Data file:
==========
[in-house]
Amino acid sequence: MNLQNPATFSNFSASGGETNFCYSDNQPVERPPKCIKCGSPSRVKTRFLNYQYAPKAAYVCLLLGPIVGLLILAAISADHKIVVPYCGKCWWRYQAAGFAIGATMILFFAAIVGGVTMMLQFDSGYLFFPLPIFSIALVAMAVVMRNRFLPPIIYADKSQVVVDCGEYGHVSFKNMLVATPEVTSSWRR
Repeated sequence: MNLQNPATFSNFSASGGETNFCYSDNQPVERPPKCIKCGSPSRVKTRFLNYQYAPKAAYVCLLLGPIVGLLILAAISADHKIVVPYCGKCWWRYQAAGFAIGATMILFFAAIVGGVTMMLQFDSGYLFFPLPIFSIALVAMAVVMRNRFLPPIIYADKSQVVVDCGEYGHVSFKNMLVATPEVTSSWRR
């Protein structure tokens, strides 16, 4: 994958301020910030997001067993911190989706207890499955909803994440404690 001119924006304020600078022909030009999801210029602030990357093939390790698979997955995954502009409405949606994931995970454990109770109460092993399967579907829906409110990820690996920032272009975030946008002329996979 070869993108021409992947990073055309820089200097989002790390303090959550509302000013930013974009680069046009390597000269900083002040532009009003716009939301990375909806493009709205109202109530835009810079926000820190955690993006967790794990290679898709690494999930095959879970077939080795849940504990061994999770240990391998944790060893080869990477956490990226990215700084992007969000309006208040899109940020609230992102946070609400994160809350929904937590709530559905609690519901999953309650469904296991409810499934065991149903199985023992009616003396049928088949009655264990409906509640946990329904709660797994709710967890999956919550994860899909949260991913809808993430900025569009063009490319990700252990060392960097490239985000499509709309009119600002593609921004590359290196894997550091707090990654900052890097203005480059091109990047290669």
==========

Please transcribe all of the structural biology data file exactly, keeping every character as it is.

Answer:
[in-house]
Amino acid sequence: MNLQNPATFSNFSASGGETNFCYSDNQPVERPPKCIKCGSPSRVKTRFLNYQYAPKAAYVCLLLGPIVGLLILAAISADHKIVVPYCGKCWWRYQAAGFAIGATMILFFAAIVGGVTMMLQFDSGYLFFPLPIFSIALVAMAVVMRNRFLPPIIYADKSQVVVDCGEYGHVSFKNMLVATPEVTSSWRR
Repeated sequence: MNLQNPATFSNFSASGGETNFCYSDNQPVERPPKCIKCGSPSRVKTRFLNYQYAPKAAYVCLLLGPIVGLLILAAISADHKIVVPYCGKCWWRYQAAGFAIGATMILFFAAIVGGVTMMLQFDSGYLFFPLPIFSIALVAMAVVMRNRFLPPIIYADKSQVVVDCGEYGHVSFKNMLVATPEVTSSWRR
């Protein structure tokens, strides 16, 4: 994958301020910030997001067993911190989706207890499955909803994440404690 001119924006304020600078022909030009999801210029602030990357093939390790698979997955995954502009409405949606994931995970454990109770109460092993399967579907829906409110990820690996920032272009975030946008002329996979 070869993108021409992947990073055309820089200097989002790390303090959550509302000013930013974009680069046009390597000269900083002040532009009003716009939301990375909806493009709205109202109530835009810079926000820190955690993006967790794990290679898709690494999930095959879970077939080795849940504990061994999770240990391998944790060893080869990477956490990226990215700084992007969000309006208040899109940020609230992102946070609400994160809350929904937590709530559905609690519901999953309650469904296991409810499934065991149903199985023992009616003396049928088949009655264990409906509640946990329904709660797994709710967890999956919550994860899909949260991913809808993430900025569009063009490319990700252990060392960097490239985000499509709309009119600002593609921004590359290196894997550091707090990654900052890097203005480059091109990047290669």